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Womersley Park and Adjoining Coach-House and Stables

A Grade II* Listed Building in Womersley, North Yorkshire

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Latitude: 53.6646 / 53°39'52"N

Longitude: -1.1949 / 1°11'41"W

OS Eastings: 453294

OS Northings: 418985

OS Grid: SE532189

Mapcode National: GBR NV32.31

Mapcode Global: WHDCG.M46Y

Entry Name: Womersley Park and Adjoining Coach-House and Stables

Listing Date: 1 December 1967

Grade: II*

Source: Historic England

Source ID: 1316344

English Heritage Legacy ID: 326497

Location: Womersley, Selby, North Yorkshire, DN6

County: North Yorkshire

District: Selby

Civil Parish: Womersley

Traditional County: Yorkshire

Lieutenancy Area (Ceremonial County): North Yorkshire

Church of England Parish: Womersley St Martin

Church of England Diocese: Leeds

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Listing Text

SE 51 NW
(south side)

5/22 Womersley Park and
adjoining coach-house and
11.12.67 stables

Small country house with coach-house and stables adjoining. C17 origins
with extensive later additions and alterations including those of late C17
to early C18 for Tobiah Harvey, mid C18 alterations probably by James Paine
and later C18 alterations probably by Robert Adam, and with further
alterations in the C19. Magnesian limestone, mainly rendered, with ashlar
and brick dressings and with Welsh slate roof. U-shaped on plan with
inverted U-shaped coach-house and stables adjoining to north-west. House.
Main range of 7 bays and 2 storeys with attics, with advanced 2-storey, 2-
bay wings ending in canted bays. Central entrance has a Doric portico with
engaged Doric pilasters, frieze and pediment. Half-glazed door.
Fenestration: ground floor has 8-pane sashes to centre bays and wings, 4-
pane sashes to canted bays, to first floor of main range are 15-pane
unequally hung sashes, wings and canted bays with 12-pane sashes. All
windows in tooled ashlar architraves with moulded sills and many with
original glass. Moulded cornice throughout and low parapet partly
concealing roof dormers. Hipped roof with separate lower roofs to bays.
Ridge and rear stacks. Further entrance to west side, a 6-fielded-panel
door with divided fanlight and round ashlar arch on Doric pilasters. Garden
facade to east has a canted bay to centre with entrance through 4-pane sash
to ground level in tooled ashlar architrave. Interior retains many original
features including sumptuous drawing room to east wing reputedly by Paine
with moulded ceiling decorated with armour and naturalistic motifs; moulded
frieze and cornice; arcade of fluted Corinthian columns; moulded shutters
and dado; splendid tri-colour marble fireplace with central relief of a
youth with grapes and dog and Ionic columns to sides and with Delft tiles
within; moulded fielded-panel doors. Entrance hall has arcade of Greek
Doric columns and elaborate cornice with C-scroll and grape motifs; white
marble fireplace with nymphs on pedestals in relief to sides; alcoves with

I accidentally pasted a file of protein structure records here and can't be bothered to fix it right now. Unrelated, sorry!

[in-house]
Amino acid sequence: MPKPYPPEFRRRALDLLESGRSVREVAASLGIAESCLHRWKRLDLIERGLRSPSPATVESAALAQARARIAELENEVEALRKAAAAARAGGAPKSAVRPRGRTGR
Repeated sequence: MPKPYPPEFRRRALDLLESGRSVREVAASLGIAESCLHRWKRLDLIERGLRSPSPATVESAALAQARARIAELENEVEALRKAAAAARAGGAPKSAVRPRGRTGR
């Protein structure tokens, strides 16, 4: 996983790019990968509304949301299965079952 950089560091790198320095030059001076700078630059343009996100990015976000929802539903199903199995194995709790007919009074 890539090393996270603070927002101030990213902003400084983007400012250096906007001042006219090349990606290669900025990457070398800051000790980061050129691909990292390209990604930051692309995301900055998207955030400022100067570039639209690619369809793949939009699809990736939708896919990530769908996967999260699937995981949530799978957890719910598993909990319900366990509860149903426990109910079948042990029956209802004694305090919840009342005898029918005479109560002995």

glazed latticed doors. Inner staircase hall probably late C18 - early C19
has mahogany open well, closed string staircase with turned spindle
balusters, wreathed handrail with iron lamps to corners at first-floor level
and roundel moulding to string,supported on arcade of mahogany Corinthian
columns; moulded mahogany doors have roundel motif, moulded Neo-classical
cornice and central ceiling rose; 2-colour marble Neo-classical fireplace
and stained-glass staircase window, a later insertion re-using C17 glass by
Henry Gyles showing portraits of Roman Emperors and coats of arms. Early
C18 dogleg service staircase has onion-on-vase balusters, 2 per tread.
Library reputedly by Robert Adam, has moulded frieze and cornice and moulded
bookshelves, door and shutters. Other rooms have good marble fireplaces,
cornices, 6-panel doors, shutters to windows etc. C17
cellars have 2-light mullion windows with chamfered mullions and 2 single-
light windows in double-chamfered surrounds. Stable range: to south side a
2-storey, 6-bay range abutts north-west corner of house, and has stable
ranges to rear. Carriage entrance to third bay with segmental arch and
quoined ashlar architrave, plank carriage doors. Ground floor has mainly
12-pane sashes with moulded sills and tooled architraves, except to first
bay a blocked, 2-light mullion window; first-floor has 9-pane, unequally-
hung sashes with moulded sills and tooled architraves. Rear ranges have 3
entrances, one a 6-fielded-panel door, otherwise plank doors and all under
fanlights with glazing bars; otherwise mainly plank carriage entrances and
stable doors under mainly brick, segmental arches with ashlar keystones.
Mainly 8 and 12-pane sashes under elliptical arches, some casement windows.
To first floor of each range are pitching doors with flight of steps up to
door of west range. Interior. Neo-classical stalls remain to north-east
corner. 3 stalls with round-arched arcading on slender pillars. There were
reputedly close contacts between Nostell Priory and Womersley Park during
the C18. L C Ballard, A Short History of Womersley. N Pevsner, Yorkshire,
The West Riding, 1979, p 651. York Georgian Society Annual Report, 1979,
pp 42-4. J T Brighton, 'Henry Gyles', York Historian 4, 1984, pp 49-50.

Listing NGR: SE5329418985

This text is from the original listing, and may not necessarily reflect the current setting of the building.

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